Did you look out Tuesday morning, see what was happening, and reschedule a few things to stay at home? I did. Some schools closed for the day. Some people postponed medical appointments. I was asked if I would cancel an evening ladies meeting. It was tempting. But when I talked to my husband about it, he just said, “Hundreds of people had to go to work today.”
His remark made me remember how easy it is to become accustomed to comfort, and when difficulty arises, alter plans rather than enduring.
A local artist told me that he is very much aware of that tendency. He has learned to discipline himself to paint landscapes in any weather. He said that if he allowed bad weather to keep him from working, soon ANY weather would be bad.
This almost perfect spring weather lulled many of us right into our lawn chairs. Boots and heavy jackets have long been stashed in the back corner of the closet. But along comes a foot of snow, not too uncommon in Alberta, and it suddenly became difficult to do some things that were quite ordinary a few weeks ago. Frankly, I felt like going back to bed for the day.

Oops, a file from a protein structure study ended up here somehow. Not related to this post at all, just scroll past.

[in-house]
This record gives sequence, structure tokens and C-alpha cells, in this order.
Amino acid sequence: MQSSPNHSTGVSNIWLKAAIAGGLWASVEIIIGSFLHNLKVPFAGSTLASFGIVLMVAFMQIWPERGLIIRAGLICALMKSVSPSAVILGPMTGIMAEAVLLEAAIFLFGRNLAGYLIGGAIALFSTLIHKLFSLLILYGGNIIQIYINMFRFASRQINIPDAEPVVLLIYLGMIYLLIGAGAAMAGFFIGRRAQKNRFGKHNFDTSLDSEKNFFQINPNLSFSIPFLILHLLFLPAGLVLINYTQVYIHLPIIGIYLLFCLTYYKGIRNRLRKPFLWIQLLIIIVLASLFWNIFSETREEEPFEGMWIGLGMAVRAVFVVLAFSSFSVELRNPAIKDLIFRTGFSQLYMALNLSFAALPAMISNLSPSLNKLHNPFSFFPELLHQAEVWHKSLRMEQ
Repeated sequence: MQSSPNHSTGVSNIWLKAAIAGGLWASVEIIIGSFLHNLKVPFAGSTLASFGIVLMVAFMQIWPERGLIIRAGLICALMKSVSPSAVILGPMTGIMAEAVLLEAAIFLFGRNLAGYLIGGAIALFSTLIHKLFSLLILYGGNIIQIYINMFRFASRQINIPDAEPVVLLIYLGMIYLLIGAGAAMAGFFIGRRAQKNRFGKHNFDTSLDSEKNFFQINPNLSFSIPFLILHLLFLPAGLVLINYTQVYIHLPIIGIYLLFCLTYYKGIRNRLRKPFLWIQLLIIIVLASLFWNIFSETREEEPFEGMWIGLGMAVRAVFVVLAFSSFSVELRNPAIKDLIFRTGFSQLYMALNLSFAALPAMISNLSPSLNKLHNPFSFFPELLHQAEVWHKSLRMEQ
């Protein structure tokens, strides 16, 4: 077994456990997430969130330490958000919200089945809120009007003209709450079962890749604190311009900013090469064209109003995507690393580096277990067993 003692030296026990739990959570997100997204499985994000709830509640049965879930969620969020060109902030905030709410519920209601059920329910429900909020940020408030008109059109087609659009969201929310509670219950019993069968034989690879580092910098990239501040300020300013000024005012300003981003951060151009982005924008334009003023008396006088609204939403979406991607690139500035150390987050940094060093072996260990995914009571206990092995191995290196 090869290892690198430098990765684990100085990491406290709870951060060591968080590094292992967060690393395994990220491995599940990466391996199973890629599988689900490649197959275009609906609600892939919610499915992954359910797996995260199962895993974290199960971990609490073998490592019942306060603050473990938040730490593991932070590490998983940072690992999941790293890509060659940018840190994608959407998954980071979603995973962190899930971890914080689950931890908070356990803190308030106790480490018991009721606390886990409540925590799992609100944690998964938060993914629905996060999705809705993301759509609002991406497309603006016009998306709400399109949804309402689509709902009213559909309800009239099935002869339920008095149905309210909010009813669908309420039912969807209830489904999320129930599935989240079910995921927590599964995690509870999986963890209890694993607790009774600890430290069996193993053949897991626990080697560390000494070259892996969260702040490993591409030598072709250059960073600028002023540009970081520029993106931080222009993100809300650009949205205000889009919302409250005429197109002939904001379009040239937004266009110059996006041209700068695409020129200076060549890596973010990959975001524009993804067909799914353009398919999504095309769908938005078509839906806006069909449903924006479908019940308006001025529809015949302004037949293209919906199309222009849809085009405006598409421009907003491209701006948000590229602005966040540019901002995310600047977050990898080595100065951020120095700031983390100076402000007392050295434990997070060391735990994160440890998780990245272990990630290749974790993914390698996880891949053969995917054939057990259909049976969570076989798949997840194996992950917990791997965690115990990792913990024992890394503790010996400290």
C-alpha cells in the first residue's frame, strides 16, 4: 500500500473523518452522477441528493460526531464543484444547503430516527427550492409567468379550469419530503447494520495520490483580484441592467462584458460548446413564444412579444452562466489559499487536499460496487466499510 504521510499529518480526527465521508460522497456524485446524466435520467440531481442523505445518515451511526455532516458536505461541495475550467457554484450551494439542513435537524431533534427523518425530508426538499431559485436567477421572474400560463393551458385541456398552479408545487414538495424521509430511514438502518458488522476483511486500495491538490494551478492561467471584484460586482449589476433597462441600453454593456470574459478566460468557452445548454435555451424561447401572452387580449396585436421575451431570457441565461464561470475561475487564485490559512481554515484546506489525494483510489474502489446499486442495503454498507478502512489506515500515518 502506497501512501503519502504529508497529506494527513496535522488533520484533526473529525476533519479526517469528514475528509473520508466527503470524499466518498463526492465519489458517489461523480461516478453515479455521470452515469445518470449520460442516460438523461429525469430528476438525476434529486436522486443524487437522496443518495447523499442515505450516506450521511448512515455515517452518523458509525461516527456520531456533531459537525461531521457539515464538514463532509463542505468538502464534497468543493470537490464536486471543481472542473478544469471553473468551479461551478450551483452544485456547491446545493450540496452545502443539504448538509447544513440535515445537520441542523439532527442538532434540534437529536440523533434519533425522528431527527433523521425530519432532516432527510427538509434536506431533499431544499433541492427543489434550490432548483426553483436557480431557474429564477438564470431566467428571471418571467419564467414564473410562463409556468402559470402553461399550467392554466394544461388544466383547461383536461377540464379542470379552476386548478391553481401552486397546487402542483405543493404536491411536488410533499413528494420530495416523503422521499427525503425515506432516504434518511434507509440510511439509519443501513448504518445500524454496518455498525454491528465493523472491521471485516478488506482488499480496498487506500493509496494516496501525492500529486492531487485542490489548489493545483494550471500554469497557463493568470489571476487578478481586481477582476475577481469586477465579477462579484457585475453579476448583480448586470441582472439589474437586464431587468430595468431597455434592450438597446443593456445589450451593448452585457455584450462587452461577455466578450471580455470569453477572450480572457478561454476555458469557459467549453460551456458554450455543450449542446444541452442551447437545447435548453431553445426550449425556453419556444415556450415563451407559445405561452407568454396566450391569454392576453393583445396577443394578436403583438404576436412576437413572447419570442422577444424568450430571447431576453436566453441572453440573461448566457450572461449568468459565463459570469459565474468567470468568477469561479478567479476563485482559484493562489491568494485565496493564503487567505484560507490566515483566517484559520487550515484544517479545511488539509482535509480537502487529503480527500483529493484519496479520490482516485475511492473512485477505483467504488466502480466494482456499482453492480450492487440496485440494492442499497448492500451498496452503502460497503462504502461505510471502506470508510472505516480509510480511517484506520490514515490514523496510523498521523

The book of Proverbs really prodded me out of my lethargy. I remembered verses like “The lazy man will not plow because of winter; therefore he will beg during the harvest and have nothing” (20:4), and “the soul of the lazy person desires and has nothing, but the soul of the diligent shall be made rich.” (13:4)
What does it take to get up and get going, in spite of adverse conditions? Sometimes it is hunger: “The person who labors, labors for himself, for his hungry mouth drives him on.” (16:26) (Good incentive)
Sometimes it is a sense of responsibility for others (27:23-27), or a desire for wealth (10:4), or for honor (10:5). Whatever it is, the Bible calls the diligent “wise” and the sluggard, one who will say “There is a lion outside, I will be slain in the streets,” is called a fool. (22:13)
Granted, there are some people without the ability to safely drive on icy roads. And sometimes there are genuine dangers that should be avoided. But there are times I have avoided work just because I did not want to be uncomfortable.
I wonder how successful that artist would be without his philosophy. And I wonder how much more I would accomplish if I did not allow snow, cold, rain, aching bones, and a vast number of inconveniences to slow me down?
My dad used to tease us when we were on our way somewhere. He would let us go a distance, call us, and when we stopped, he would ask, “How far would you have been if you hadn’t stopped?”
Interesting question, especially on days where it would be easier to crawl back into bed than go on.